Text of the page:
I'm James. Hire me: It's not a dating service, it's not a marriage bureau, and - most

Rachel Lipman
Saturday 22 October 2011 22:06

You're a successful professional woman who's been invited to a lavish dinner at which your firm is in line for one of the industry's major awards. Everyone is expected to take a partner but you don't have a current boyfriend and all your male friends are otherwise engaged. What do you do?

You're a jazz fanatic. Your favourite American tenor sax player is finally bringing his quartet to Ronnie Scott's and you've booked a table for two - but your wife hates jazz, as do all your friends. Nobody goes to a jazz club by themselves. What do you do?

You're determined to make the most of a rare business trip to London, and particularly want to take in a hot new art exhibition, perhaps the Picasso at the Tate. But while you know what you like, you don't know much about art - a knowledgeable companion would make a big difference. What do you do?

Don't panic. In all these cases, and many similar ones, help is at hand: you can now hire a partner for the day or evening from Consorts for Connoisseurs, a new business that has tackled head-on the stigma that might be attached to any organisation resembling, however superficially, an escort agency.

Deborah Campbell, the likeable, talkative and tough businesswoman behind the venture, is not afraid to grasp the nettle. 'Yes, I know some people might jump to that conclusion but this is something completely new and different. We are a team of professional people, of both sexes and all ages, catering for professional people.

'The organisation was born through my own experience of having been in a strange town on business reluctant to find an escort, and of having a partner unable to attend a special occasion due to other commitments. It is very difficult to find a consort with bona fide credentials in today's society, so our service is aimed at professionals who can be totally confident of our credibility and service.'

Ms Campbell hand-picked her team of 27 consorts from hundreds of applicants, and boasts that they are equally at ease at a film premiere, hunt ball, black-tie dinner, opera or ballet, or occasions such as Ascot, Henley and Wimbledon. (I asked if they would also be able to supply someone to accompany my partner on a trip up north to see his awful football team: no problem.)

'We also cater for the visiting businessman or woman who would like an articulate dinner companion for the evening, not necessarily of the opposite sex, and we would make all reservations if required.'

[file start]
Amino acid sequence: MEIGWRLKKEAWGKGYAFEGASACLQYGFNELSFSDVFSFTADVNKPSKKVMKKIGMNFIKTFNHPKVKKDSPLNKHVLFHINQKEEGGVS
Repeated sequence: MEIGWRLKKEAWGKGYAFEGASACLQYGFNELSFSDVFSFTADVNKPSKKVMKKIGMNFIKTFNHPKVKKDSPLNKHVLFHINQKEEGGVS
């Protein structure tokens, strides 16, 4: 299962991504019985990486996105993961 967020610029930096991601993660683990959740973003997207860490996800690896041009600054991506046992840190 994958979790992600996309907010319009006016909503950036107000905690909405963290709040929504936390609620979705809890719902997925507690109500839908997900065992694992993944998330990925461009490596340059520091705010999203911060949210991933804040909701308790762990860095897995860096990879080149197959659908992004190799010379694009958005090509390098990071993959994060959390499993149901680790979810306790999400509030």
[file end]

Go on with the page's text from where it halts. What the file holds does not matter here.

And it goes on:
That certainly sounds better than sitting in a lonely hotel room watching MTV and contemplating the minibar, but I wanted to meet the consorts and see for myself how they lived up to their billing. They were all at a party this week - held, like all the best launches, on a boat - to mark the business's official opening. The men ranged from Clive, a handsome 23-year-old chef, to James, an absolute charmer of 73 who looks at least 15 years younger and who says his wife suggested he apply for the job 'to get me out of the house'. At least two of the others resemble famous actors (Patrick Swayze and William Franklyn, since you ask) but they are not like those model types who spend all the evening admiring themselves in the mirror and ignoring you.

It's the same with the women: many have a background in entertaining (Sue, a still-gorgeous fiftysomething in glittering gold, is a former ship's hostess and singer), and all are attractive, but not intimidatingly so. There's not a bimbo in sight; like the men, they are bright, confident and chatty. Many were recruited because of specific talents or interests - languages, sports, dancing, knowledge of the arts (Geraldine, a professional astrologer, might even give you a reading if you ask nicely). A large number of the consorts are married or have partners and there is even a husband-and-wife team: Michel, a suave Frenchman, and his delightful Polish wife Theresa. All are looking forward to their work with an enthusiasm that is infectious. James, typically, says: 'It's an adventure - like life.'

Such charming companions do not come cheap, but for the pounds 200 it costs to become a Connoisseur you don't just get a Consort for the day or evening: you are also picked up at your home, office or hotel in a luxury chauffeur-driven limousine and taken to the function, then driven home safely afterwards.

Safely: a key word. The staff are carefully vetted and given a strict set of guidelines; if they stray from them even slightly, Ms Campbell says, they will be instantly sacked. And they are taught to deal quickly and efficiently with any difficult situation that may arise if a customer has too much to drink and is tempted to do something he or she might regret in the morning.

Interestingly, the female friends I have told about Consorts for Connoisseurs have almost all responded positively ('just what we need'). The men are more reluctant; perhaps they still think that, because their ancestors were hunters, they are failures unless they are hanging around in pubs trying (vainly) to pick us up. They'll learn.

Consorts for Connoisseurs: Unit 2, 5-11 Lavington Street, London SE1 0NZ (081-855 0925 / 0860 161761).

(Photograph omitted)

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